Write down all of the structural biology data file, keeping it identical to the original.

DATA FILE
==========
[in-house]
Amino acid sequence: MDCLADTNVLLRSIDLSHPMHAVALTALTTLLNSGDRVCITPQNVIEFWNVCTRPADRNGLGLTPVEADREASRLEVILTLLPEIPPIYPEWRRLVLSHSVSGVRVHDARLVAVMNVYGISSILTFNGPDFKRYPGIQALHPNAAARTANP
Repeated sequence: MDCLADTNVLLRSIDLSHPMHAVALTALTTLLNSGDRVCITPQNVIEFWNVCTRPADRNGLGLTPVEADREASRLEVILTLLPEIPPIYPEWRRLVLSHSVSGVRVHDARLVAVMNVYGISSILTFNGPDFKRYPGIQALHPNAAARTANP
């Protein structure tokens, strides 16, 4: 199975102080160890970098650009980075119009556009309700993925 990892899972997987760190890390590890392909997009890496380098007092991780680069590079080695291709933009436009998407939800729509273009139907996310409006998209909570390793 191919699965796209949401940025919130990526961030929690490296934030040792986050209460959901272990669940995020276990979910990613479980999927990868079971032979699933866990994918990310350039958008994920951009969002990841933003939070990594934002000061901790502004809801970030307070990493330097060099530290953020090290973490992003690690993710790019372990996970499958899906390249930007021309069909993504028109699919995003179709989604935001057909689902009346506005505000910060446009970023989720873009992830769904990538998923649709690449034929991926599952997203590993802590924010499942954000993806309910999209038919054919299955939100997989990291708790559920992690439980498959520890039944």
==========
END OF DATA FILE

[in-house]
Amino acid sequence: MDCLADTNVLLRSIDLSHPMHAVALTALTTLLNSGDRVCITPQNVIEFWNVCTRPADRNGLGLTPVEADREASRLEVILTLLPEIPPIYPEWRRLVLSHSVSGVRVHDARLVAVMNVYGISSILTFNGPDFKRYPGIQALHPNAAARTANP
Repeated sequence: MDCLADTNVLLRSIDLSHPMHAVALTALTTLLNSGDRVCITPQNVIEFWNVCTRPADRNGLGLTPVEADREASRLEVILTLLPEIPPIYPEWRRLVLSHSVSGVRVHDARLVAVMNVYGISSILTFNGPDFKRYPGIQALHPNAAARTANP
């Protein structure tokens, strides 16, 4: 199975102080160890970098650009980075119009556009309700993925 990892899972997987760190890390590890392909997009890496380098007092991780680069590079080695291709933009436009998407939800729509273009139907996310409006998209909570390793 191919699965796209949401940025919130990526961030929690490296934030040792986050209460959901272990669940995020276990979910990613479980999927990868079971032979699933866990994918990310350039958008994920951009969002990841933003939070990594934002000061901790502004809801970030307070990493330097060099530290953020090290973490992003690690993710790019372990996970499958899906390249930007021309069909993504028109699919995003179709989604935001057909689902009346506005505000910060446009970023989720873009992830769904990538998923649709690449034929991926599952997203590993802590924010499942954000993806309910999209038919054919299955939100997989990291708790559920992690439980498959520890039944």